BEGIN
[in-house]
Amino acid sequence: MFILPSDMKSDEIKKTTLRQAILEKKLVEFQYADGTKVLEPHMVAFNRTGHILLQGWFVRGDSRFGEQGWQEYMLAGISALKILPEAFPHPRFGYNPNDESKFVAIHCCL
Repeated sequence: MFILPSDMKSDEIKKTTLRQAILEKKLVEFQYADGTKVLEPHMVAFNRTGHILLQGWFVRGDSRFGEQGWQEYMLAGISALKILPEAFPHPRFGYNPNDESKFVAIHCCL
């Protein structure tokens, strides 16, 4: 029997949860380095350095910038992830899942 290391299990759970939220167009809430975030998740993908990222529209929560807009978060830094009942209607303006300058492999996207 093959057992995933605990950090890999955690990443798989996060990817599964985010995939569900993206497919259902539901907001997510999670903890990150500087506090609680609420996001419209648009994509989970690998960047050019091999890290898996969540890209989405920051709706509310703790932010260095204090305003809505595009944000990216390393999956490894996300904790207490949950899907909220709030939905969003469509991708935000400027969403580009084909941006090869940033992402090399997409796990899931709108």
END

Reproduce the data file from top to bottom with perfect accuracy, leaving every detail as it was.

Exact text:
[in-house]
Amino acid sequence: MFILPSDMKSDEIKKTTLRQAILEKKLVEFQYADGTKVLEPHMVAFNRTGHILLQGWFVRGDSRFGEQGWQEYMLAGISALKILPEAFPHPRFGYNPNDESKFVAIHCCL
Repeated sequence: MFILPSDMKSDEIKKTTLRQAILEKKLVEFQYADGTKVLEPHMVAFNRTGHILLQGWFVRGDSRFGEQGWQEYMLAGISALKILPEAFPHPRFGYNPNDESKFVAIHCCL
């Protein structure tokens, strides 16, 4: 029997949860380095350095910038992830899942 290391299990759970939220167009809430975030998740993908990222529209929560807009978060830094009942209607303006300058492999996207 093959057992995933605990950090890999955690990443798989996060990817599964985010995939569900993206497919259902539901907001997510999670903890990150500087506090609680609420996001419209648009994509989970690998960047050019091999890290898996969540890209989405920051709706509310703790932010260095204090305003809505595009944000990216390393999956490894996300904790207490949950899907909220709030939905969003469509991708935000400027969403580009084909941006090869940033992402090399997409796990899931709108």